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 September 17th, 2017, 06:09 PM #1 Senior Member   Joined: Jan 2017 From: Toronto Posts: 209 Thanks: 3 My First Stokes Theorem problem.... Let F = < z, x, y >. The plane z = 2x + 2y - 1 and the paraboloid z = x^2 + y^2 intersect in a closed curve. Stokes's Theorem implies that $\displaystyle \int_{}^{} \int_{D1}^{} ( \nabla ~X~ F ) * N ~dS = \int_{C}^{} F *~dr = \int_{}^{} \int_{D2}^{} ( \nabla ~X~ F ) * N ~DS$ where the line integral is computed over the intersection C of the plane and the paraboloid, and the two surface integrals are computed over the portions of the two surfaces that have boundary C (provided, of course, that the orientations all match). Compute all three integrals Answer: $\displaystyle -3 \pi$ I did the middle line integral successfully, but I would be much appreciated if someone shows me step-by-step of solving $\displaystyle \int_{}^{} \int_{D1}^{} ( \nabla ~X~ F ) * N ~dS$ Last edited by zollen; September 17th, 2017 at 06:11 PM.
September 17th, 2017, 07:33 PM   #2
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Let me know if you don't understand this Mathematica sheet

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Last edited by skipjack; September 19th, 2017 at 07:32 AM.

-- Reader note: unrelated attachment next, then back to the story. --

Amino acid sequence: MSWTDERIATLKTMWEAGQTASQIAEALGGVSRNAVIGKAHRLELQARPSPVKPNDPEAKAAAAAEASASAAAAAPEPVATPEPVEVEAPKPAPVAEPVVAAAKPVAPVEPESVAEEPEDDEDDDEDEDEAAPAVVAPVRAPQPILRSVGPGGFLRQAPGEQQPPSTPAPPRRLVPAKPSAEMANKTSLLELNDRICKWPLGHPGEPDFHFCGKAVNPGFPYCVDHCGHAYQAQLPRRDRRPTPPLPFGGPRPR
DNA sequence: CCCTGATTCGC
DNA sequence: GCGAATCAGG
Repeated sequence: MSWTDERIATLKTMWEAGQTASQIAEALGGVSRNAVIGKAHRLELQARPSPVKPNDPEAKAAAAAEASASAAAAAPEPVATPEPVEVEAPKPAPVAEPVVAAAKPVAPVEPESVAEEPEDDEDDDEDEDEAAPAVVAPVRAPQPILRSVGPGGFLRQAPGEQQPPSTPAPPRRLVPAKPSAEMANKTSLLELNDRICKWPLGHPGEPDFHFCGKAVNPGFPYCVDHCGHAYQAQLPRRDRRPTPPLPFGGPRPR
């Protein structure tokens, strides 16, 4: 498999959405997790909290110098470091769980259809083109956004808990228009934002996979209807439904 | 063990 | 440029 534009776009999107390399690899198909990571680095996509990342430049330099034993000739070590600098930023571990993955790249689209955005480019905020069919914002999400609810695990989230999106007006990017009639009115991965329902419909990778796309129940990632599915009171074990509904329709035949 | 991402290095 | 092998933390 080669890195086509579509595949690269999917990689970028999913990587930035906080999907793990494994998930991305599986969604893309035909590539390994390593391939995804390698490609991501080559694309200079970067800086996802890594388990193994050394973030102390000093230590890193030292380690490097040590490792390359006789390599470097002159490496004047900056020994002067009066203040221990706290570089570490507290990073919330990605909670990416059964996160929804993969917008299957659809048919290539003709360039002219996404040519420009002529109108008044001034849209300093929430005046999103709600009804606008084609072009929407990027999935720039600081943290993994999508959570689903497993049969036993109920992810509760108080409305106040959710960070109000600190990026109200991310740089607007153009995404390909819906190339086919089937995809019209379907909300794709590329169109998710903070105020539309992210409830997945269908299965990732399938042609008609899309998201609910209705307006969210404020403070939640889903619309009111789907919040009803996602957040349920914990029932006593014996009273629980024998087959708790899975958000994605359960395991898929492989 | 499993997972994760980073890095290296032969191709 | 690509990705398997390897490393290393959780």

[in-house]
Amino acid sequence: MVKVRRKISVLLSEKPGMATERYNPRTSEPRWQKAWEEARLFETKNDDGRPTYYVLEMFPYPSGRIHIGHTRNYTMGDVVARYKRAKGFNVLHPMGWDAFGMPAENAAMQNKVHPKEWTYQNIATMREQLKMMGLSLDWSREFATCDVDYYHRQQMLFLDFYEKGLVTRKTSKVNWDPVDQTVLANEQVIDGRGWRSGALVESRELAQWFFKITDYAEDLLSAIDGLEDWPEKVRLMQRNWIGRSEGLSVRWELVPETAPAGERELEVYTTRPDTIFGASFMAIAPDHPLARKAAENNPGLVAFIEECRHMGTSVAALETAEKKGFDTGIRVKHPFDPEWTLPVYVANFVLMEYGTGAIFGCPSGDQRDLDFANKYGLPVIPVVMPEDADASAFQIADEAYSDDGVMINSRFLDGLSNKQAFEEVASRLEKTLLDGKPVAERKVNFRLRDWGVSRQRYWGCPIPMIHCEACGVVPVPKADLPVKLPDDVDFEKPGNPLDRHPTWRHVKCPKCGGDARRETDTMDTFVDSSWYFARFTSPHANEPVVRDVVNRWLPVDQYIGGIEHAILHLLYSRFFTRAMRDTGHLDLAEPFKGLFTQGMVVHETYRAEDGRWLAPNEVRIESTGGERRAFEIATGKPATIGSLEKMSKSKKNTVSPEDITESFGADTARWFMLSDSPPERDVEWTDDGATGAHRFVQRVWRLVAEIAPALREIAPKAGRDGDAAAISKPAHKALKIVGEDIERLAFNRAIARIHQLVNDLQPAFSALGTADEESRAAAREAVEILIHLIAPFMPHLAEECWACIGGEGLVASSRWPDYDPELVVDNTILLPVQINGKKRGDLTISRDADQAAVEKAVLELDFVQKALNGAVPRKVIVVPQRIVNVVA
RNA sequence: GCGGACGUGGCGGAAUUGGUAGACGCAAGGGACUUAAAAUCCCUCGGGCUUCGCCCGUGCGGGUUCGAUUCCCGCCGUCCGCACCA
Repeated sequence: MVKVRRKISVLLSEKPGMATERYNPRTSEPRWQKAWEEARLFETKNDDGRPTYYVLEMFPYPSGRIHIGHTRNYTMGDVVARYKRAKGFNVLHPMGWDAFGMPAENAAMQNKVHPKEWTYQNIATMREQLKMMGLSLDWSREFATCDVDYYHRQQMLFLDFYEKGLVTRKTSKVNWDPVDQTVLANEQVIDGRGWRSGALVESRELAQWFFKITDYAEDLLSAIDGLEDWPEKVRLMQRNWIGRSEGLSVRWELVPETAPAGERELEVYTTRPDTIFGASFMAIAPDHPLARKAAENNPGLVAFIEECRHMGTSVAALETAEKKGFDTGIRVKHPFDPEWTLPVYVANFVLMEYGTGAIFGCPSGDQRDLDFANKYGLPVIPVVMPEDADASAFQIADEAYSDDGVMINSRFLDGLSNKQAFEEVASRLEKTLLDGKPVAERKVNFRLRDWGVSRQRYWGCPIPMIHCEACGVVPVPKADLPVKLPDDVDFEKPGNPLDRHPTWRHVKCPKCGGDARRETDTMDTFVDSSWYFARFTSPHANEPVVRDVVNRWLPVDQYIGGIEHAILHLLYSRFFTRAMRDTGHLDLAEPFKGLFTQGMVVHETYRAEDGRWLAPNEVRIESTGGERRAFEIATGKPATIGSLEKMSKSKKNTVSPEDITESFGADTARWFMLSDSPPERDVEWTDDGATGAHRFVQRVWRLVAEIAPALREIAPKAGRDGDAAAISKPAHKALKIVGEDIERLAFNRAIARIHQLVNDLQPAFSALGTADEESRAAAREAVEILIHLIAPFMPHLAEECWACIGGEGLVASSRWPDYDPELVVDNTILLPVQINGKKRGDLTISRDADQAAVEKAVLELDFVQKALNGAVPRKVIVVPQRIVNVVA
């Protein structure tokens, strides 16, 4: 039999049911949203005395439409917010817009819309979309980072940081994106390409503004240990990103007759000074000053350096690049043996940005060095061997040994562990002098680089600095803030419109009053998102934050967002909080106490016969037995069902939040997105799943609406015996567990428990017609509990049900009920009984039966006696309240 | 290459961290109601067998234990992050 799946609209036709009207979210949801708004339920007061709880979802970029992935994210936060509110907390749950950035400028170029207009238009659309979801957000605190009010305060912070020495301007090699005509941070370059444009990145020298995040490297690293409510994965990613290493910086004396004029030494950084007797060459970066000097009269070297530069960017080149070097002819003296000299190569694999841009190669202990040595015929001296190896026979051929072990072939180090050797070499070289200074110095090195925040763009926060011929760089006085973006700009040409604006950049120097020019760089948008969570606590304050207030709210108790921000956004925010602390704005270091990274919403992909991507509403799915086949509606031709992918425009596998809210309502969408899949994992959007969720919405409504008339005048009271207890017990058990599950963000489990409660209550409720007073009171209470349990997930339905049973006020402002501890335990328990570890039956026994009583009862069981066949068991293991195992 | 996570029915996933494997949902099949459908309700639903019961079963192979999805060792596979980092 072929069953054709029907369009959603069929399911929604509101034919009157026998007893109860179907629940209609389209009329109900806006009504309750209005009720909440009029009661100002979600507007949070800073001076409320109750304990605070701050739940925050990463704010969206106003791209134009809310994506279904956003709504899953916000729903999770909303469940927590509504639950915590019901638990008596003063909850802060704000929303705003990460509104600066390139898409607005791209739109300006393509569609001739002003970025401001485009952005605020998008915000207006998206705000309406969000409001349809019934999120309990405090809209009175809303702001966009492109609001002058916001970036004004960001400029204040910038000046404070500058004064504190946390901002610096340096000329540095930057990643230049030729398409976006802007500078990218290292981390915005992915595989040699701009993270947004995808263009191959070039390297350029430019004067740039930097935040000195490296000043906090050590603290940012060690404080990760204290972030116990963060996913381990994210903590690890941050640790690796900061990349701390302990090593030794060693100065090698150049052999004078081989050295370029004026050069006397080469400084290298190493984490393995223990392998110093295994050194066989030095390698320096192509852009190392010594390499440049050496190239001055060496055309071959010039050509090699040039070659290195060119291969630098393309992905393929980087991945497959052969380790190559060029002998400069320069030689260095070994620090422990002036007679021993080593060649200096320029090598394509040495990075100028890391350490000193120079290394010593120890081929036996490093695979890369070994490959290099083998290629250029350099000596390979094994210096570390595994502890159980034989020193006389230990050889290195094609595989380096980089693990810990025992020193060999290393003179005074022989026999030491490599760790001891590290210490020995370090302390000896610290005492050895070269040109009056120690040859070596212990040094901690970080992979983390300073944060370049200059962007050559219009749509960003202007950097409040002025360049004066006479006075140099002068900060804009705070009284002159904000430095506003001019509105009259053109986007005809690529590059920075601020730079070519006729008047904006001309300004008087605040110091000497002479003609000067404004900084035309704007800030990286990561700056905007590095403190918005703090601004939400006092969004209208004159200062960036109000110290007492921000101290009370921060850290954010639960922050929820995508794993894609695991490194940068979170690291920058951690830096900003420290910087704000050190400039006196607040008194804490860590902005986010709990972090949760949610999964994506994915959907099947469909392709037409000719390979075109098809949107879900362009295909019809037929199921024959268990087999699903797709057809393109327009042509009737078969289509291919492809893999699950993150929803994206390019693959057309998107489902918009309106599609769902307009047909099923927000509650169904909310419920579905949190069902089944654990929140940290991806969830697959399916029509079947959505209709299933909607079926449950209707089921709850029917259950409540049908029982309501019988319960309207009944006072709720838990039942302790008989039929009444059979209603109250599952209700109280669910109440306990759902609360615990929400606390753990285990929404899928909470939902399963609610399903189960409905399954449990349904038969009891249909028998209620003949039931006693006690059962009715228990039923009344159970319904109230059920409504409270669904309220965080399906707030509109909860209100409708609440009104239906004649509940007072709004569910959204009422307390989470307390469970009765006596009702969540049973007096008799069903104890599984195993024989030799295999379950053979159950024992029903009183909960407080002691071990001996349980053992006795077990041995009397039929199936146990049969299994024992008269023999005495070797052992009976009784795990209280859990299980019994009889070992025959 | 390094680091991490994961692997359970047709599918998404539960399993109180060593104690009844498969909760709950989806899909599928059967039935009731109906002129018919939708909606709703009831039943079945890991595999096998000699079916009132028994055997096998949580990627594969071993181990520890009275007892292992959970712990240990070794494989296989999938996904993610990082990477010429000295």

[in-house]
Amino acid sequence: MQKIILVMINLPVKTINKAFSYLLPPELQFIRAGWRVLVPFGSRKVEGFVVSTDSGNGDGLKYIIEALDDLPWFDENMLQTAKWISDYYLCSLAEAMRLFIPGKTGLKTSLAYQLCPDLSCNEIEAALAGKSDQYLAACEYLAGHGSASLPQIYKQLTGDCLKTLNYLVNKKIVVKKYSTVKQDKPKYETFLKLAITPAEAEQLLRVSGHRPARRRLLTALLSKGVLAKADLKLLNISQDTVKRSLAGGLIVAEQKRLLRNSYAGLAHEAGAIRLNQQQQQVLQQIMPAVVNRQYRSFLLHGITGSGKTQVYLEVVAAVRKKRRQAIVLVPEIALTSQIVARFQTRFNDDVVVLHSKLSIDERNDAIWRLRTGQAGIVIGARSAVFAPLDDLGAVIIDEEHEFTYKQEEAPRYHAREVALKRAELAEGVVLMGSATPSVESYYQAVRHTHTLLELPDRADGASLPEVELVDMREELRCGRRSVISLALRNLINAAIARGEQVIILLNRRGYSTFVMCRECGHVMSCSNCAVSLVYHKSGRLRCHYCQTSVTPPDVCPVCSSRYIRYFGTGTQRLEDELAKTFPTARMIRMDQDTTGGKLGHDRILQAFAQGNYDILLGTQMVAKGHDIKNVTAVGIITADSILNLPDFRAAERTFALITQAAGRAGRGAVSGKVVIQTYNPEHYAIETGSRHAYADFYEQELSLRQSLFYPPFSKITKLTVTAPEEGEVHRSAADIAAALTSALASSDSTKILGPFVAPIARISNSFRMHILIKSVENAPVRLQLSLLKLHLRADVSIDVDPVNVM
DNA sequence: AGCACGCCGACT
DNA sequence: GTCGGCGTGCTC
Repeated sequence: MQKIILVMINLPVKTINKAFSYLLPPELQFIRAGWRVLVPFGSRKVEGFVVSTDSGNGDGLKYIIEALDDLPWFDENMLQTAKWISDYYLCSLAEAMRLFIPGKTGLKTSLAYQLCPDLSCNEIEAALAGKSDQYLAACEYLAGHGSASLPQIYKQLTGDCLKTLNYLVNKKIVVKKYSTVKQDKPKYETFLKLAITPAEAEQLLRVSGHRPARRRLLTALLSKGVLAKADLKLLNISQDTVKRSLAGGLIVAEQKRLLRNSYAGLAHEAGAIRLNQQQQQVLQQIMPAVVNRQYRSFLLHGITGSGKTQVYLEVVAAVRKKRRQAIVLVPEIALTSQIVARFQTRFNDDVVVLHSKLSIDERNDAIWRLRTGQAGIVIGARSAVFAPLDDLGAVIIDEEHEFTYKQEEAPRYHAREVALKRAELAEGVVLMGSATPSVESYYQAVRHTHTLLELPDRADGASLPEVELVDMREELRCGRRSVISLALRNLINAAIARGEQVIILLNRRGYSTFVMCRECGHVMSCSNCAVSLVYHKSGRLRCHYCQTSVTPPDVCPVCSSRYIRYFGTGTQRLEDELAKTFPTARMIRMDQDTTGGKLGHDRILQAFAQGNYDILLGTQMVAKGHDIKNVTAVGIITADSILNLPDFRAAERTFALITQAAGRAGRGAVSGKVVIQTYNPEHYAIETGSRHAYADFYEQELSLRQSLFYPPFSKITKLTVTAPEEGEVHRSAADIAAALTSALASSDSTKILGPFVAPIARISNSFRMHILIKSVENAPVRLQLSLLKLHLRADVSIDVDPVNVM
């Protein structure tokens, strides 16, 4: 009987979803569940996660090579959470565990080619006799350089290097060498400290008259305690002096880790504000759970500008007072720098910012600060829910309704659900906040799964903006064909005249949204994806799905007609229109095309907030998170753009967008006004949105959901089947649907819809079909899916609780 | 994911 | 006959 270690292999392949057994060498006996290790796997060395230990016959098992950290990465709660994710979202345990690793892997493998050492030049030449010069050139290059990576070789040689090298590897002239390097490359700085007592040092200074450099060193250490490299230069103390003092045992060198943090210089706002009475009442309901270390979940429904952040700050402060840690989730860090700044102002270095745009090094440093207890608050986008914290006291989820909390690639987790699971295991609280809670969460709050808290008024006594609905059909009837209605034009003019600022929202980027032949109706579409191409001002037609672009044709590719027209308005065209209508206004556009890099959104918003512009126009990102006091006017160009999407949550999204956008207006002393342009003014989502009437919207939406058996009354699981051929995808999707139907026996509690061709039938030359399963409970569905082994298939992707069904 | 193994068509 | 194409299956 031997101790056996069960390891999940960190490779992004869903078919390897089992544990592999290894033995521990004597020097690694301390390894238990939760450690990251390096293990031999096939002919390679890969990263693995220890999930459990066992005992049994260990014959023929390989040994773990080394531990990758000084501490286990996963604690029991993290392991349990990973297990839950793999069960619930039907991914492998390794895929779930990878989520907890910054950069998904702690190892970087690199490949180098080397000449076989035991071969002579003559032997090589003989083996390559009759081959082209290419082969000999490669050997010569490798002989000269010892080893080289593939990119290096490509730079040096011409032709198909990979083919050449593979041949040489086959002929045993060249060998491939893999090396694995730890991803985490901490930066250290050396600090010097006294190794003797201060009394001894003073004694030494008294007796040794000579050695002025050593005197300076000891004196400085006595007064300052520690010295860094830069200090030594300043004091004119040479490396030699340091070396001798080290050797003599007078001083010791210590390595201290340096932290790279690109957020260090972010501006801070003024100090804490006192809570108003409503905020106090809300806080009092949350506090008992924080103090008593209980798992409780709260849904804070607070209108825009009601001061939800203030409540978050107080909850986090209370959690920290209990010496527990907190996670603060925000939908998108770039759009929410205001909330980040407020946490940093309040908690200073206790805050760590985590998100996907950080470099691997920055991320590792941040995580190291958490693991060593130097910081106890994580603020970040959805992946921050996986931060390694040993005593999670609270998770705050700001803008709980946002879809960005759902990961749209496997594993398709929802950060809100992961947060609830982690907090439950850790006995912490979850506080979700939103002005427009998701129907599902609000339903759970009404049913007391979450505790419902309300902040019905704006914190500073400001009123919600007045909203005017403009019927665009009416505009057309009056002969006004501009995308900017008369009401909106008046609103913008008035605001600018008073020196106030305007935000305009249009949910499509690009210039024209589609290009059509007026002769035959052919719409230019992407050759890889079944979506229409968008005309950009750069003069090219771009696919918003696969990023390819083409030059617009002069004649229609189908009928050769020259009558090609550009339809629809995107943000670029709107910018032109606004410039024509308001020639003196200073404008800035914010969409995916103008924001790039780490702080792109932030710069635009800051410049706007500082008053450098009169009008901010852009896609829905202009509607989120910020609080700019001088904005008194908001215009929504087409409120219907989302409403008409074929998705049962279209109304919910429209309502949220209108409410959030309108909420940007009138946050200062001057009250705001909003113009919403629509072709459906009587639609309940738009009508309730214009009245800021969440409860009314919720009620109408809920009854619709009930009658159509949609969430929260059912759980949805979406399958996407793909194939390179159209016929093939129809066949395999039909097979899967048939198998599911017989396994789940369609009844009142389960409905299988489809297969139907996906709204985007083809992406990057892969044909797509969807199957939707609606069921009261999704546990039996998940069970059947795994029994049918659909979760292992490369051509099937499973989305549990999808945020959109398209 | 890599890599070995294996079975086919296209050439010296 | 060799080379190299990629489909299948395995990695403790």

September 17th, 2017, 07:40 PM   #3
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Doing the surface integrals in cylindrical coordinates in this sheet. It's a bit cleaner.

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 September 18th, 2017, 03:11 AM #4 Senior Member   Joined: Jan 2017 From: Toronto Posts: 209 Thanks: 3 Is Wolfram Mathematica home edition free? Last edited by skipjack; September 19th, 2017 at 07:43 AM.
 September 18th, 2017, 06:44 AM #5 Senior Member   Joined: Jan 2017 From: Toronto Posts: 209 Thanks: 3 I may not have fully understood the syntax. Should you use unit normal vector? Your solutions seem to use (n=Cross(cx,cy)) normal vector. Last edited by skipjack; September 19th, 2017 at 07:52 AM.
September 18th, 2017, 08:32 AM   #6
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Quote:
 Originally Posted by zollen I may not have fully understood the syntax. Should you use unit normal vector? Your solutions seem to use (n=Cross(cx,cy)) normal vector.
What happens is that the factor that normalizes the unit vector is exactly the same factor that accounts for the local metric of the surface, so the two cancel each other out.

Last edited by skipjack; September 19th, 2017 at 07:53 AM.

September 19th, 2017, 07:51 AM   #7
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Quote:
 Originally Posted by zollen Is Wolfram Mathematica home edition free?
In the sense that you mean, no.

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